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30+ Talented Young Professionals

30+ Talented Young Professionals

In order to form a clear picture of how these gifted young professionals view Cyprus, the current financial crisis and their own situation, we asked them for their views on a range of issues. A selection of their answers is presented on the following pages but some clear and striking conclusions emerge from their answers. For instance, while acknowledging that nepotism and “knowing the right people” still exists within companies, most of the people to whom we spoke expressed the view that the concept of meritocracy is no longer unknown in Cyprus, especially within foreign-owned, Cyprus-based firms which have brought with them a fairer way of dealing with their personnel. What’s more, the vast majority of respondents to our questions said that they would not want to live and work abroad, even if they had the opportunity. The main reason would appear to be the perceived quality of life that Cyprus offers, although, paradoxically, one of the main issues raised as a serious problem facing their generation (together with unemployment and an excess of highly-qualified people) was that of work-life balance. It appears that Cyprus is a good place to live and work but that it is quite an art to ensue that one does not fall into the trap of leading a life that is all work and no play.


In keeping with the findings of the Cyprus Business Leaders Survey, published in the July issue of Gold, the young representatives of the broader professional services sector are almost unanimous in their optimism that the country will overcome the problems currently besetting the economy and the banking industry, though many of them predict that it will require several years of patience, austerity and better leadership before Cyprus has a chance of returning to pre-crisis levels of prosperity. On the positive side, it is suggested by many young professionals that the relative small size of the economy means that it should not be too difficult to fix its problems until natural gas comes to the rescue.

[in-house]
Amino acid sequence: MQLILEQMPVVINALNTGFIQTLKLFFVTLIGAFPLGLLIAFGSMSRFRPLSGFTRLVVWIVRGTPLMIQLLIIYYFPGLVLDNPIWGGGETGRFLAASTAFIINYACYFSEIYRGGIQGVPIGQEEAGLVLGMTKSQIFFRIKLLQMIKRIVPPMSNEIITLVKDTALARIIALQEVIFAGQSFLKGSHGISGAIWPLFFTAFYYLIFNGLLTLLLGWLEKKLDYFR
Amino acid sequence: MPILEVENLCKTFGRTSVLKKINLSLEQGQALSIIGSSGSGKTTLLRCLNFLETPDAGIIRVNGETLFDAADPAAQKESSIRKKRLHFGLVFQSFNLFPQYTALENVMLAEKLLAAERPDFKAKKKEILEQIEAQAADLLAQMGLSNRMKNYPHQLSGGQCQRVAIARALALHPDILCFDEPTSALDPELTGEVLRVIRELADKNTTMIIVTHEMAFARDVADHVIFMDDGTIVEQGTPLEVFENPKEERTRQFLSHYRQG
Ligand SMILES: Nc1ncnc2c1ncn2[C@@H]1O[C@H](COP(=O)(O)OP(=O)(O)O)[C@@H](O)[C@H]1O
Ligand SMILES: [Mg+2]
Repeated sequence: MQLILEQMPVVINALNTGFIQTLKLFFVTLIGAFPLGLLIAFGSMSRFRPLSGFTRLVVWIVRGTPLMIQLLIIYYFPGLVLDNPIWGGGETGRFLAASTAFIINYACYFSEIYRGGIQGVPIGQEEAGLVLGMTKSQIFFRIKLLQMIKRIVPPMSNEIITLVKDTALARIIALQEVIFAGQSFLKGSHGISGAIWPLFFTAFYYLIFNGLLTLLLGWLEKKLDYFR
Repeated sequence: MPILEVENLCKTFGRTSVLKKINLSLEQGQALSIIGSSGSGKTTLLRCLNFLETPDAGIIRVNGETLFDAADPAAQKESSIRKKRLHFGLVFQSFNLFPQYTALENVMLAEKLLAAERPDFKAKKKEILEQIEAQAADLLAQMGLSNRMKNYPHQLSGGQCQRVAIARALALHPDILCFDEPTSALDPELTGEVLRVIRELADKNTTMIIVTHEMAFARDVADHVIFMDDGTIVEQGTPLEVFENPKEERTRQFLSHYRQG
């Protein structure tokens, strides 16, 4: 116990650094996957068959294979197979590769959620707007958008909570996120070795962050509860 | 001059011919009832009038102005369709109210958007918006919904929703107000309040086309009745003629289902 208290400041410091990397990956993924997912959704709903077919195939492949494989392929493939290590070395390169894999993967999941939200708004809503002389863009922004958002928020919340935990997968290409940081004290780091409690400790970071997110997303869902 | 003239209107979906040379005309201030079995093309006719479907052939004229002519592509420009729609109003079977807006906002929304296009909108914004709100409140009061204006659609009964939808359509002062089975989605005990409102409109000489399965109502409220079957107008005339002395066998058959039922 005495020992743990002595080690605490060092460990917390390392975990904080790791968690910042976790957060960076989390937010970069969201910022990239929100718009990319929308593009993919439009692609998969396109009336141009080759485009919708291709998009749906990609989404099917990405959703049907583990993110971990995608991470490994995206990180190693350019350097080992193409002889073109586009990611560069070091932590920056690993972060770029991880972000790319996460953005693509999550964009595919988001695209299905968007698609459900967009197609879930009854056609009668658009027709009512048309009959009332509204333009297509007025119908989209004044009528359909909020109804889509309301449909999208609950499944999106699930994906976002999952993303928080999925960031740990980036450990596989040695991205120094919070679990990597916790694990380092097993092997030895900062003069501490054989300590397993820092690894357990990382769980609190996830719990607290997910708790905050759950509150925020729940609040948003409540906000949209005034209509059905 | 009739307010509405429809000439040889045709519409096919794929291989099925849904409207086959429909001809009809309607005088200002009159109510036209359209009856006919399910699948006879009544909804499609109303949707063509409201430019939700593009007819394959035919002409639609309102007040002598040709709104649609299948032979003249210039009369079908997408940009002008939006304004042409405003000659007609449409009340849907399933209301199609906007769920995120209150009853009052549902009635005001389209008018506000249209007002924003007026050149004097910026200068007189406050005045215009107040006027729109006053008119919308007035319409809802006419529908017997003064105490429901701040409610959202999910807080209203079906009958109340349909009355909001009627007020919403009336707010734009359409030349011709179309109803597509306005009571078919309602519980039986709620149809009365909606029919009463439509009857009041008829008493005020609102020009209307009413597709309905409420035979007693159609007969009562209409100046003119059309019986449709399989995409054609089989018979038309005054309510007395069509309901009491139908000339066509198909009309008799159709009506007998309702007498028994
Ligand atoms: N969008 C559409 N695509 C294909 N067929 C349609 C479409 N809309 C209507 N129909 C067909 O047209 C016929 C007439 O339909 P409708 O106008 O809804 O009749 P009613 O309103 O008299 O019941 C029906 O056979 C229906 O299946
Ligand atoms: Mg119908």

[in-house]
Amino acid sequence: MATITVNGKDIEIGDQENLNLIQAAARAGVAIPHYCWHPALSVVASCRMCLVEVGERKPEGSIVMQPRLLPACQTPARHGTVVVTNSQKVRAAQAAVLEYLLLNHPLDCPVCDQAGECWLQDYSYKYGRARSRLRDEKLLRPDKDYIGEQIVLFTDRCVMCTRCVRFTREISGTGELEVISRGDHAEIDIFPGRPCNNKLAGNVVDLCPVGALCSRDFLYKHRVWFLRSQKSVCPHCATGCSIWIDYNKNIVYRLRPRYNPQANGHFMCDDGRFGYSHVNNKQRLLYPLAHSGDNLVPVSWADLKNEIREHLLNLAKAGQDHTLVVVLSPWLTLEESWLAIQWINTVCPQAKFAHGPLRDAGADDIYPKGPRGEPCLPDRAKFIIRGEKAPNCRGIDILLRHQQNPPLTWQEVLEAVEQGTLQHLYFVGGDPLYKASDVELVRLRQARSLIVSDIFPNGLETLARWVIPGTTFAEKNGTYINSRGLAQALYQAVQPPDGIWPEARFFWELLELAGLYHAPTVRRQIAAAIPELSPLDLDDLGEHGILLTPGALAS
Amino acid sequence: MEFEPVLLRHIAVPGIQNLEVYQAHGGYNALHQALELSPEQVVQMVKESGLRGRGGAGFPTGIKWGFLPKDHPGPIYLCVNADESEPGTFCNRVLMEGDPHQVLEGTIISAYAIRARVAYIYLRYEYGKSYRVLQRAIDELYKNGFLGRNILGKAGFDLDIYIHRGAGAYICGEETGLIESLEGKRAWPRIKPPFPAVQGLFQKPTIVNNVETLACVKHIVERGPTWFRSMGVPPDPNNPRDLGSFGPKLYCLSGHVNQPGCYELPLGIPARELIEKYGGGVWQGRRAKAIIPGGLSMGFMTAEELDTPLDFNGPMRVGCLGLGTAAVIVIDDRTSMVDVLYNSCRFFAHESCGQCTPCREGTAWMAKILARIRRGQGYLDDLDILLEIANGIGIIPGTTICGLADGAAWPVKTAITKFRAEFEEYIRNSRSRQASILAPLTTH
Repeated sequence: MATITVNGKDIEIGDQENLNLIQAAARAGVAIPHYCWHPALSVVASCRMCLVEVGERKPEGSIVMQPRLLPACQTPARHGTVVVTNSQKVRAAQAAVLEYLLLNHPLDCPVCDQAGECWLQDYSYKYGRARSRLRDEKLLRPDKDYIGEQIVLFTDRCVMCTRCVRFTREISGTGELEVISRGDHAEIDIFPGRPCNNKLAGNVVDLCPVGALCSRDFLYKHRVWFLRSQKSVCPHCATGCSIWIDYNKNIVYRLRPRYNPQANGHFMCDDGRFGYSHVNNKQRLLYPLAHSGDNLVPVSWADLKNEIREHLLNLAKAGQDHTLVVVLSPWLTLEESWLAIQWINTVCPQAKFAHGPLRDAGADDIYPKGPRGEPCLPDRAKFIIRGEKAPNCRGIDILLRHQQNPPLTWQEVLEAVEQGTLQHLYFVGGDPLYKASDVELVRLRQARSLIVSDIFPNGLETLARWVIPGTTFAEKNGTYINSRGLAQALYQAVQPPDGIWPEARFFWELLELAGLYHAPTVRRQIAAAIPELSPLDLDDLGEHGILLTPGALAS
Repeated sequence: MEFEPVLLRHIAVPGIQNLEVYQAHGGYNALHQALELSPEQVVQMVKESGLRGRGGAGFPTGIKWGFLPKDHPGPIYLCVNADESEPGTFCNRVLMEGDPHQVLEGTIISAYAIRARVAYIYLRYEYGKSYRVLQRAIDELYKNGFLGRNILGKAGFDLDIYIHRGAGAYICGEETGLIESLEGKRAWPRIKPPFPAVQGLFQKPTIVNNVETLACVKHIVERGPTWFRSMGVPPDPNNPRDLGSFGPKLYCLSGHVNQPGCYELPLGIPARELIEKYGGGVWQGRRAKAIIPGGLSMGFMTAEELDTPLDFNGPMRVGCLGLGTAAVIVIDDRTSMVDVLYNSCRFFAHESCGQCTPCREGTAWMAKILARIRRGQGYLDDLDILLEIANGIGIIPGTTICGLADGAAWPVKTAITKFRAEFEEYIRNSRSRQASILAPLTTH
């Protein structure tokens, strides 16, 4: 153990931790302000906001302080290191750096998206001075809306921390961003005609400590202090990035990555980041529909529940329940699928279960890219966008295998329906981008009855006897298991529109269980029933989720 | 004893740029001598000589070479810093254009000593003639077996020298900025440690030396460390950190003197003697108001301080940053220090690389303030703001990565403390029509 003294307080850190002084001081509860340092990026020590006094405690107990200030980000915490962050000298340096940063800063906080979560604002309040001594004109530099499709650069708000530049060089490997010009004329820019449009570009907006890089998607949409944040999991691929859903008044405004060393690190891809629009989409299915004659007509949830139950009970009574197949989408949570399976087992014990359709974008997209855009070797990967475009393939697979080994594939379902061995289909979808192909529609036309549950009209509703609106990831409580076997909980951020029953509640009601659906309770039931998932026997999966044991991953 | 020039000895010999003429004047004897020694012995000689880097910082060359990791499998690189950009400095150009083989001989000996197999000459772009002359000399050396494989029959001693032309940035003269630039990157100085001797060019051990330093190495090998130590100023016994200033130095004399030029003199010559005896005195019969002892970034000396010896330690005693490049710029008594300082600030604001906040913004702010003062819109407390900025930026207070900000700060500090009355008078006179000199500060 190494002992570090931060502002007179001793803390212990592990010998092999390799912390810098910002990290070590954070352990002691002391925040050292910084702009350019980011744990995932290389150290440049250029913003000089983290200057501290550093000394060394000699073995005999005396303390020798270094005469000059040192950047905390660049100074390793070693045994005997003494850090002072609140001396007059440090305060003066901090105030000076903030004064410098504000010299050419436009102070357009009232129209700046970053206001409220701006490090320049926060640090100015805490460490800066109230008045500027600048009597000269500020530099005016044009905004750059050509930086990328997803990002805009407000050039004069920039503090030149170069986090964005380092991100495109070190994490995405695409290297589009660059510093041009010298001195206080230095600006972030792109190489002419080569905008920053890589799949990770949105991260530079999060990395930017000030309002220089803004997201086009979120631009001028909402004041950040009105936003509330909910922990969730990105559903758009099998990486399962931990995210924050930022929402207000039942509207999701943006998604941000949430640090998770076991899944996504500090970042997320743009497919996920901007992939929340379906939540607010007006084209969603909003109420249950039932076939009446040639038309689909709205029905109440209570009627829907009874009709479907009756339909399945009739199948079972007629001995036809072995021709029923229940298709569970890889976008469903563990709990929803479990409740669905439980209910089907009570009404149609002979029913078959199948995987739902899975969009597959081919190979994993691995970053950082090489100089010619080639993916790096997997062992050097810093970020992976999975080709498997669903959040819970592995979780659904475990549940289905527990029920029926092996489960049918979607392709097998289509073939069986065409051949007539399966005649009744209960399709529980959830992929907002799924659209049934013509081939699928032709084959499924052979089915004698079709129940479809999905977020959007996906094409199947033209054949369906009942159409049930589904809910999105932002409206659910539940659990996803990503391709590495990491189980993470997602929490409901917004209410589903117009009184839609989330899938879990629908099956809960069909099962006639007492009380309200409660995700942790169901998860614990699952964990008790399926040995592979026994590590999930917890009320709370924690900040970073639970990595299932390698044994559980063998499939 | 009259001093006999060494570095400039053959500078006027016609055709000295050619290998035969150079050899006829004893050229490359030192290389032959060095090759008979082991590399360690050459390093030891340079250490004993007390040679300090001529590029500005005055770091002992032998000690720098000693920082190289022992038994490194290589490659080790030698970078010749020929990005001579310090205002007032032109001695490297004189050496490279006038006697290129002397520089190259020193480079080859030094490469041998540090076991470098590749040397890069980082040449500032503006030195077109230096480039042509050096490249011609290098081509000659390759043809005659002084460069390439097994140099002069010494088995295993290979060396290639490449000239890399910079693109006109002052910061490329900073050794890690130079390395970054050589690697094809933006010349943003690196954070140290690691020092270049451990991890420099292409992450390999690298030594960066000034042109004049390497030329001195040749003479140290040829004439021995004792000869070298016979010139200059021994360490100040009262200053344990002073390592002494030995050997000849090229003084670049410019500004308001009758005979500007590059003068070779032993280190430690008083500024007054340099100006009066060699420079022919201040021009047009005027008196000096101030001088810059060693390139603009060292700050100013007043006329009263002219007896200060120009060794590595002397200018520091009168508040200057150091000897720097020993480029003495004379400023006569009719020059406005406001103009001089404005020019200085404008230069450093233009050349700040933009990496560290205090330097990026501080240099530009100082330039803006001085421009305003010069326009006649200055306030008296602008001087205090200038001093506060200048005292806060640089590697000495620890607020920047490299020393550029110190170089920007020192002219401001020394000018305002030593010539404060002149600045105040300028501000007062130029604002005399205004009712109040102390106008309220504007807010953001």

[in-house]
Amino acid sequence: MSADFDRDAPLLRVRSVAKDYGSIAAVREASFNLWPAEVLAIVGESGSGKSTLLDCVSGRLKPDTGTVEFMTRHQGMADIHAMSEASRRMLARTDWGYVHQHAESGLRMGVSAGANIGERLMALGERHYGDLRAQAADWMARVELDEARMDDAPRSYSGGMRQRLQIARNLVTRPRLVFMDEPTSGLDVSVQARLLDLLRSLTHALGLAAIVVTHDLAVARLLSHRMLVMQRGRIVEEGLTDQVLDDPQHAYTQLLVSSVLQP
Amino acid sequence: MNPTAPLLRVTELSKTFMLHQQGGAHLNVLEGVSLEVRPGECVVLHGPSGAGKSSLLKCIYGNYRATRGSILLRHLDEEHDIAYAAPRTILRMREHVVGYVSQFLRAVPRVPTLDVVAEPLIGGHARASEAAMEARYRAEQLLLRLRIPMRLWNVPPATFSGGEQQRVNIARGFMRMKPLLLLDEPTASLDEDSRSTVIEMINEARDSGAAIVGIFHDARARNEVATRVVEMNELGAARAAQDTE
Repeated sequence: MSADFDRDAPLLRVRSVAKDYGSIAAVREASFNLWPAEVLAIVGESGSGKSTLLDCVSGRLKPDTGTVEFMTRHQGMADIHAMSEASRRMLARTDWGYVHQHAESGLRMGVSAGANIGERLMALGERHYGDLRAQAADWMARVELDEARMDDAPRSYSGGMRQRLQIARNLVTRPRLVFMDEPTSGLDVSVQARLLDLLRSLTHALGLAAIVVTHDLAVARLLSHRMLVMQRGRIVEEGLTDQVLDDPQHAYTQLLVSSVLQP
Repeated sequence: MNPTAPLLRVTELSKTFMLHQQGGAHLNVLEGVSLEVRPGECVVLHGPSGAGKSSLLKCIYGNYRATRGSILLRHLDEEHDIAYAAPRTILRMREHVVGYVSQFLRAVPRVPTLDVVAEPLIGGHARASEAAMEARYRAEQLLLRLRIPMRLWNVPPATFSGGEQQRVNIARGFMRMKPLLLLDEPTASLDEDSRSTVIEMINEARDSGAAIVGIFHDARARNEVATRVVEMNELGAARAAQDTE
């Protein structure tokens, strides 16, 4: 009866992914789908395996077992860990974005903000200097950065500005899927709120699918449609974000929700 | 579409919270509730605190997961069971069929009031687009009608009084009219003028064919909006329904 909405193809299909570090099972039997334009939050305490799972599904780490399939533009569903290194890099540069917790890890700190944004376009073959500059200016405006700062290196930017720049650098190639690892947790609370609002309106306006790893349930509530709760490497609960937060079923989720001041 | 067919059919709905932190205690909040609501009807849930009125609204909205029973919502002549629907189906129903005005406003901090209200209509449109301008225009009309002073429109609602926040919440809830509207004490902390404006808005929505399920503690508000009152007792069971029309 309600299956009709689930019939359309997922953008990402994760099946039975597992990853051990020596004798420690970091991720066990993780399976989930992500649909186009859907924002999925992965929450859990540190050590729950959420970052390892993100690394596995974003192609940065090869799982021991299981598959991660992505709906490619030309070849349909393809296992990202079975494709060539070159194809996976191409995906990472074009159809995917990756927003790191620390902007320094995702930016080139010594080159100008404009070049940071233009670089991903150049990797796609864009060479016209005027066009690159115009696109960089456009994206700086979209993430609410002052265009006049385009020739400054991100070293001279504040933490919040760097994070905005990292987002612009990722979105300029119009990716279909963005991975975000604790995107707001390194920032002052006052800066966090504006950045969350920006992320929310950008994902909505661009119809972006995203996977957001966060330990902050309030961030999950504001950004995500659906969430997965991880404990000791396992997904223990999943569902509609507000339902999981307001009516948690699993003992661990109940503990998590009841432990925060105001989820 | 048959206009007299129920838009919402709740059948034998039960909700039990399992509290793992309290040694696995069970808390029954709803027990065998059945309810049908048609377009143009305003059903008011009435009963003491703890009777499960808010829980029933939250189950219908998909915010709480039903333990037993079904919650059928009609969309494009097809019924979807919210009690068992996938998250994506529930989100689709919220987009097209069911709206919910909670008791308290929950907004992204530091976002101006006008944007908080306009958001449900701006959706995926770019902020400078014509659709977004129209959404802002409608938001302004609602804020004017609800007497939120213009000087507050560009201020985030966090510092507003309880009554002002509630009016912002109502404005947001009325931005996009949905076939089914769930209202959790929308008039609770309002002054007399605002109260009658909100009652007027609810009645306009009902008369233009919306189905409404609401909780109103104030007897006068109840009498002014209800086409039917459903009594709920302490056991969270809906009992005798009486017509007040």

While recognising that times and attitudes have changed, the people we spoke to were divided on the issue of whether coming generations will have a more difficult time as they attempt to ascend the corporate ladder. For many, the present state of the economy means that, in the short term at least, it is going to be hard for newly-qualified graduates to find work corresponding to their field of study and their abilities, due to downsizing and fewer vacancies. Others take a more optimistic view, suggesting that there will always be demand for qualified professionals and that as Cyprus consolidates its position and reputation as a regional business, services and financial centre, this demand will increase. However, several representatives of the legal profession acknowledged that too many people are qualifying as lawyers to be employed by the island’s law firms, though at present the same situation does not seem to apply to the accountancy profession. Moreover, concern was expressed that other jurisdictions are pulling ahead of Cyprus in terms of attracting foreign investment and that the present generation of young professionals will have to bear the burden of correcting this negative course.


Readers who are firm supporters of equality between men and women in the workplace may note with some concern that our sample comprises 23 men and 10 women and may wish to draw conclusions from this. However, everyone featured on these pages was selected by his/her employer to represent their company/organisation and not by Gold. Our aim in drawing attention to the young people working in the professional services sector is to show that this key area of the economy is one which, in terms of recruitment and employment, is clearly in tune with what is happening in the larger economies and countries of Europe and the world.

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